Theology for Teens
Rising 10th-12th grade teens
Ask the big questions
Live on campus for a week
Learn with professors and Roanoke College students
Sunday July 28, 2019 through Saturday August 3, 2019
Our fourth annual summer camp introducing teens to biblical and theological scholarship, exploring contemporary challenges & how their faith tradition can meet those challenges. We will focus on the life & thought of Dietrich Bonhoeffer—a church leader who met the challenges before him—we will explore today’s social issues & encounter other faiths by engaging the students with leaders from those various communities. Come and discover a sense of mission, be equipped with theological tools to enable you to meet the challenges facing the church today.
Recent works examine important aspects of the judicial system, the fate of the universe, our relationship with war and more.
A new center for studying racial history made headlines around the country, and multiple professors published insightful opinion pieces.
Photos and memories of the weeklong residency of monks from the Drepung Loseling Monastery still reverberate through campus.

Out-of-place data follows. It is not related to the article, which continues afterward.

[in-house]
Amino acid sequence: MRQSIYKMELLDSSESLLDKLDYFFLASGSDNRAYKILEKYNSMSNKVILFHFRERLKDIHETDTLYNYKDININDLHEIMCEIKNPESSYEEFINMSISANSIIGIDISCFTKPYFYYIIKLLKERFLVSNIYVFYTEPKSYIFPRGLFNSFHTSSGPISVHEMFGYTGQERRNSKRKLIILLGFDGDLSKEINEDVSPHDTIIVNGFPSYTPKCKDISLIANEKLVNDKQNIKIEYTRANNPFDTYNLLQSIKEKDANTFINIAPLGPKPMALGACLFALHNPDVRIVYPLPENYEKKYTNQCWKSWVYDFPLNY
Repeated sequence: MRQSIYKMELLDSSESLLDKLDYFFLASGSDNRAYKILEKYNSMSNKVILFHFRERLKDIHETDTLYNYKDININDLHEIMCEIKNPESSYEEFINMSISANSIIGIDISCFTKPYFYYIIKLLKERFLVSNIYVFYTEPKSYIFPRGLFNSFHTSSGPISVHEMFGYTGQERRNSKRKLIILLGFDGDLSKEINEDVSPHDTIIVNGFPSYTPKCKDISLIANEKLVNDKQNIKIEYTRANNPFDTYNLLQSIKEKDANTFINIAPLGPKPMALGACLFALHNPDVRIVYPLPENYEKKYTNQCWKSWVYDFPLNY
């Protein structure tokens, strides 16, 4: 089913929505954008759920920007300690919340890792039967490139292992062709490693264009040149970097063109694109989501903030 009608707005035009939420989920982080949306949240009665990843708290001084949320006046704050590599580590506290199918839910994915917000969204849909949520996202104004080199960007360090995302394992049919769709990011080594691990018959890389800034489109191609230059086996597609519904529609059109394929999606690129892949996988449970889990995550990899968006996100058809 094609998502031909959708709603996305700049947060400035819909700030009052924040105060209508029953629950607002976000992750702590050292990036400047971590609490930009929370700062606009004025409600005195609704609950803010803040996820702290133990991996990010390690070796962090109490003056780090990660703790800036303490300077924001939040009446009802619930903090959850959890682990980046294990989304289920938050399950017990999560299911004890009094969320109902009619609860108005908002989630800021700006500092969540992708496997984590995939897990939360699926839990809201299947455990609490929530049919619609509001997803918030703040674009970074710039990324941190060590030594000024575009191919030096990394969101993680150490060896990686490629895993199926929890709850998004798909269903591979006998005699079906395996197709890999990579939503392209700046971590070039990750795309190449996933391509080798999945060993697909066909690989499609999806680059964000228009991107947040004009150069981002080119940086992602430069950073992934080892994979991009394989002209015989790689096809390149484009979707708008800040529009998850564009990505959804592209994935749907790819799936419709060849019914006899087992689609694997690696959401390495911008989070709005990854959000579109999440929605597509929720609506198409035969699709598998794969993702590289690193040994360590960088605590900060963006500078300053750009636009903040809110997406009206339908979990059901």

Samuel McKnight, a sophomore, has been awarded a Critical Language Scholarship to study Russian language this summer in Vladimir, Russia. He is the first Roanoke College student to receive this competitive award.
Roanoke College Choir performs for the national Reformation 500 worship service at Washington National Cathedral. On campus, a reenactment of the events in Wittenberg 500 years ago is organized by faculty and students.
Out of 48 students in the Lutheran College Washington Semester's fall program, Hayley Moe '18 received the Dean Nancy D. Joyner Spirit Award.
The Rev. Dr. Paul Hinlicky, Tise Professor in Lutheran Studies, releases in June "Divine Simplicity: Christ the Crisis of Metaphysics."
A March 29 Teach-In featured a panel of three Roanoke professors and an engaged audience of students, faculty and staff.
T4Teens will be a week-long residential summer program to introduce high school students to biblical and theological scholarship, and help them engage in contemporary challenges.
"The Ought" is for young adults who wonder where morals originate and why they vary between individuals. Dr. Ned Wisnefske worked with a student illustrator on the book.